While she didn't have the resources or skill to make an actual doll out of plastic, she thought making sock dolls would be fun. She had seen them before, and they reminded her of her little niece. However, after searching the Internet for ideas on how to best represent her niece's skin tone with a darker-skinned doll, she wasn't prepared for what she found.
“When I googled Black sock dolls, the first thing that came up was mammy dolls and slave dolls and antique dolls from the slave era,” she says. “They were not beautiful at all. They just looked terrifying, and I couldn’t imagine that any Black person would say that represented them in any way.” So, she searched for brown sock dolls with the hope of seeing different results; however, this time, she saw pictures of soft monkeys.
Saddened by the options available to Black and brown people, Rebecca had an emotional moment. As a mother of two sons, she could not imagine them, her nieces, or other Black children wanting to make sock dolls for themselves and seeing such representation on the Internet. “Once I got over that feeling, I took a screenshot of the search and said, ‘okay, this is what’s there now, and I want to change it. I need this to go away so that the options are replaced by something beautiful.” She thought about how to change the first options people saw once they searched for Black or brown sock dolls, which ultimately led to the creation of Black Brown Sock Dolls—an awareness campaign to create one hundred Black and brown dolls.
After learning how to make sock dolls from various YouTube tutorials, Rebecca bought as many web domain names as possible. “I got sockdoll.com because apparently, it was available. I bought ‘blackbrownsockdolls,’ ‘beautifulsockdolls,’ and ‘brownsockdolls.' It wasn’t something that I planned at all,” she says.
“I get that this is just one person having a bad experience when googling this thing, but I feel like it's so important to acknowledge that we can make a difference no matter how small it is,” she continues, “I’m doing this for anybody that this would impact.”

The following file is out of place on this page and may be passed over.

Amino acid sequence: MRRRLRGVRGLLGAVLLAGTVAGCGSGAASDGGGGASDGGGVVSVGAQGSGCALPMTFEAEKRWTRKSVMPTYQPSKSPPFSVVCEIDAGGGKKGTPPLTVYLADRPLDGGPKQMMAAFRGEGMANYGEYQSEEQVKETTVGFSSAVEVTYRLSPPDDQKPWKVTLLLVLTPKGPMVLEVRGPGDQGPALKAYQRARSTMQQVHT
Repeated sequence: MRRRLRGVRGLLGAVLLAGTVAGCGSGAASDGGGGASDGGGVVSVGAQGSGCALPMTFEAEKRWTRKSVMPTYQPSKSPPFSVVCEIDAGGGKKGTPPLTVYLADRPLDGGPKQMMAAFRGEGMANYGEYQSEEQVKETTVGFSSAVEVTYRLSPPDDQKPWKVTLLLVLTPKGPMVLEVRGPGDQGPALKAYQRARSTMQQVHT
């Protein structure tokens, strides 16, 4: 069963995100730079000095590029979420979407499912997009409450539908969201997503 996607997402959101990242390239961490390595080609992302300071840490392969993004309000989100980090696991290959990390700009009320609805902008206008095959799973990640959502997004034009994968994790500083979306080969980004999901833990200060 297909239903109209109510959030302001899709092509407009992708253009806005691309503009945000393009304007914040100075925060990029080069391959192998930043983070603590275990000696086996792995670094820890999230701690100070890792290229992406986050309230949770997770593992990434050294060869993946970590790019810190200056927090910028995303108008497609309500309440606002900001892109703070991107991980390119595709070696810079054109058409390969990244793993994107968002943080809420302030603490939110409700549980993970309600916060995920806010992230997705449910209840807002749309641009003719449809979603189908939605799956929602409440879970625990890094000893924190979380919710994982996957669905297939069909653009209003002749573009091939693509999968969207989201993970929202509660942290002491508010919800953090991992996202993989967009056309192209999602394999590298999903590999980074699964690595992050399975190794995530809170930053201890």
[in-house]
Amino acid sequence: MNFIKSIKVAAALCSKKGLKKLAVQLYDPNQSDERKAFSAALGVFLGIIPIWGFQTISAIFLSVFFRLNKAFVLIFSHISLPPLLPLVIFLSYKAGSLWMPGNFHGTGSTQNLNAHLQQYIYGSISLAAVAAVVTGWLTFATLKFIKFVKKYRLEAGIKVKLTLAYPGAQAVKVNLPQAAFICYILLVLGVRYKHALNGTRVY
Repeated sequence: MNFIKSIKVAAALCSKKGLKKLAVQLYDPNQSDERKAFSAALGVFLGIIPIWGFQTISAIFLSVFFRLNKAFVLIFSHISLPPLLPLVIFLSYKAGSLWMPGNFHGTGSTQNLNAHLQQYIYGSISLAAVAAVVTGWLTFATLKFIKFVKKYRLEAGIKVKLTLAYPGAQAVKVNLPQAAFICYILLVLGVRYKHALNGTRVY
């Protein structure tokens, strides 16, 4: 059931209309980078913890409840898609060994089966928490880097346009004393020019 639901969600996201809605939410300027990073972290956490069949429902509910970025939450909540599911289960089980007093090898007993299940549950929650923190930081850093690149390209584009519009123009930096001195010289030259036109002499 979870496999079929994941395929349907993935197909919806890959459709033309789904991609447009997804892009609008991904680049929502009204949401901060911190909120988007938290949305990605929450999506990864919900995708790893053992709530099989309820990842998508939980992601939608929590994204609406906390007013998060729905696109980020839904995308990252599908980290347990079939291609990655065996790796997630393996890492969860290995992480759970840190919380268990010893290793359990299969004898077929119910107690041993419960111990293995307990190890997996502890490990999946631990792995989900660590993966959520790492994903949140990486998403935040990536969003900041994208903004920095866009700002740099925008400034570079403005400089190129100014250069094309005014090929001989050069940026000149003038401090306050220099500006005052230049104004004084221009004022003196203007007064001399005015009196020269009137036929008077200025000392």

Rebecca tailors the dolls stylishly to represent people she knows, using socks of various beautiful skin tones. Dressed in outfits ranging from loungewear to stylish African-inspired regalia to sweaters and jeans, the dolls on her website come in different hairstyles and with an array of accessories. “I wanted my dolls to have an attitude and a sense of style. I didn’t want some regular old soft doll,” she says. The website also has a helpful tutorial on making your own stylish sock dolls.
As we’ve seen throughout the years, issues of representation are consistent, even in the world of dolls. Not too long ago, leading doll maker Mattel came under fire for its discrimination and underrepresented Black dolls. Even Walmart in the U.S. was chastised for selling Black Barbie dolls for half the price of the white ones. While representation has been progressing since 2015—including the release of a range of Barbie dolls with various skin tones, hair and body types, and even disabilities—it has been slow. Still, it’s a step in the right direction.
In talking about the lack of diversity in dolls, Rebecca says: “My mom used to make dolls for us when we were kids, and we didn’t have much money. In the Caribbean, there would be a lot of these white plastic dolls we would get for Christmas because these were the ones imported to the island. And I found that many of the dolls we had growing up didn’t represent us,” she recalls.
It was through her campaign that she realized that doll making was a part of Black culture that had existed for generations as mothers and grandmothers wanted to make things to represent their children. “I really wanted to experience that love of putting my whole heart into something for someone that was this precious and beautiful to me,” she says.
Rebecca now has a GoFundMe page to support the website’s SEO and general web hosting. “I wasn’t really sure what I was going to do with the website part of it; all I knew is I had to grab as many sites as possible to put the information online.” Although she has reached her goal of creating one hundred sock dolls, the campaign is still going strong as people across the globe have joined her to make their own sock dolls. “People have seen it in Vancouver, Trinidad, and Atlanta,” she says.
When asked how her niece felt about her sock doll, she said, “Oh, she loves it! It makes me so happy. Just seeing the look on my niece’s face cuddling the doll I made for her is priceless.” While her niece doesn’t understand the campaign or the impact of her sock doll, her excitement over holding the doll and carrying it everywhere makes Rebecca feel happy and accomplished in getting her message out.
“How we are represented means something to us. Living in Canada and seeing only white faces being represented on products does something to my spirit; even though I don’t say it out loud, it does affect me. So, when I see brown families represented on a billboard for advertising, it does something to my spirit. Because I know I’m being thought of.”